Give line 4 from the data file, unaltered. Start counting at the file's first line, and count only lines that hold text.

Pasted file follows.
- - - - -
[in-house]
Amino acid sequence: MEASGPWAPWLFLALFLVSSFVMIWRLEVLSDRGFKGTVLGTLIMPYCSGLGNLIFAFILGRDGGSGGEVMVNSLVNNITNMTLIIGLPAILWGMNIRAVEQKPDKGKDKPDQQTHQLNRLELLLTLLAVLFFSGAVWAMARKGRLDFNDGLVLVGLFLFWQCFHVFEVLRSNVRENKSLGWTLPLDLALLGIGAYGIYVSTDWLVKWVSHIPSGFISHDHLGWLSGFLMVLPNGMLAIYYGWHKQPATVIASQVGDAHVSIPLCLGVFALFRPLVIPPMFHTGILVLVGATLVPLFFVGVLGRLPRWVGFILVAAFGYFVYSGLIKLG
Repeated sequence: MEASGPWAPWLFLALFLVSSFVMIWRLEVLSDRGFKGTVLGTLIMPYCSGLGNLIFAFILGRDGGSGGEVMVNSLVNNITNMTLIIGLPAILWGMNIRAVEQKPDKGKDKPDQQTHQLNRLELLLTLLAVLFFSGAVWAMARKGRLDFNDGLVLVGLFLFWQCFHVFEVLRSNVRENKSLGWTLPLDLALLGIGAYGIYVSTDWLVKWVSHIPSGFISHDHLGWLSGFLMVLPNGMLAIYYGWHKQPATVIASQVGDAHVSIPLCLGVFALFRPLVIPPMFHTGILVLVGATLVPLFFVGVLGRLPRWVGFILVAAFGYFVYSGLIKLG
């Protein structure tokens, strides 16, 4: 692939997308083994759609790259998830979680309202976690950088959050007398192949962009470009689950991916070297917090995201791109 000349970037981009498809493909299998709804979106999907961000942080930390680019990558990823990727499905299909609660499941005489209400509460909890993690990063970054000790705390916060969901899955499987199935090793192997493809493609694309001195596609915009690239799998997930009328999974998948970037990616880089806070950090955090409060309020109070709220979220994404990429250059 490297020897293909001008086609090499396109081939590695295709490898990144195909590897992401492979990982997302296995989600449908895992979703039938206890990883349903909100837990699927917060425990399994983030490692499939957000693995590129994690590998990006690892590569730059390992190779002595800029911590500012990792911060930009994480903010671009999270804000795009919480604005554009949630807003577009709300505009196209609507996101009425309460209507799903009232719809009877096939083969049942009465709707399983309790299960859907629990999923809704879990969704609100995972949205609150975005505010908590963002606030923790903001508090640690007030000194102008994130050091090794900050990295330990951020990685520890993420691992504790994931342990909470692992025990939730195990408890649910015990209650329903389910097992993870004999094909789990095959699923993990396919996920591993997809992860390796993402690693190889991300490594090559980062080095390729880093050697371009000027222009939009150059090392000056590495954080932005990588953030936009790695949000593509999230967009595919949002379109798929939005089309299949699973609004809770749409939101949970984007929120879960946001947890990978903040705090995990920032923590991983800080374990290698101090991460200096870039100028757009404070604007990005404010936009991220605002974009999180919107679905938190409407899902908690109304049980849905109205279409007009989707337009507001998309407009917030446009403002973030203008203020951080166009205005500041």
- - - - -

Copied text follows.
């Protein structure tokens, strides 16, 4: 692939997308083994759609790259998830979680309202976690950088959050007398192949962009470009689950991916070297917090995201791109 000349970037981009498809493909299998709804979106999907961000942080930390680019990558990823990727499905299909609660499941005489209400509460909890993690990063970054000790705390916060969901899955499987199935090793192997493809493609694309001195596609915009690239799998997930009328999974998948970037990616880089806070950090955090409060309020109070709220979220994404990429250059 490297020897293909001008086609090499396109081939590695295709490898990144195909590897992401492979990982997302296995989600449908895992979703039938206890990883349903909100837990699927917060425990399994983030490692499939957000693995590129994690590998990006690892590569730059390992190779002595800029911590500012990792911060930009994480903010671009999270804000795009919480604005554009949630807003577009709300505009196209609507996101009425309460209507799903009232719809009877096939083969049942009465709707399983309790299960859907629990999923809704879990969704609100995972949205609150975005505010908590963002606030923790903001508090640690007030000194102008994130050091090794900050990295330990951020990685520890993420691992504790994931342990909470692992025990939730195990408890649910015990209650329903389910097992993870004999094909789990095959699923993990396919996920591993997809992860390796993402690693190889991300490594090559980062080095390729880093050697371009000027222009939009150059090392000056590495954080932005990588953030936009790695949000593509999230967009595919949002379109798929939005089309299949699973609004809770749409939101949970984007929120879960946001947890990978903040705090995990920032923590991983800080374990290698101090991460200096870039100028757009404070604007990005404010936009991220605002974009999180919107679905938190409407899902908690109304049980849905109205279409007009989707337009507001998309407009917030446009403002973030203008203020951080166009205005500041």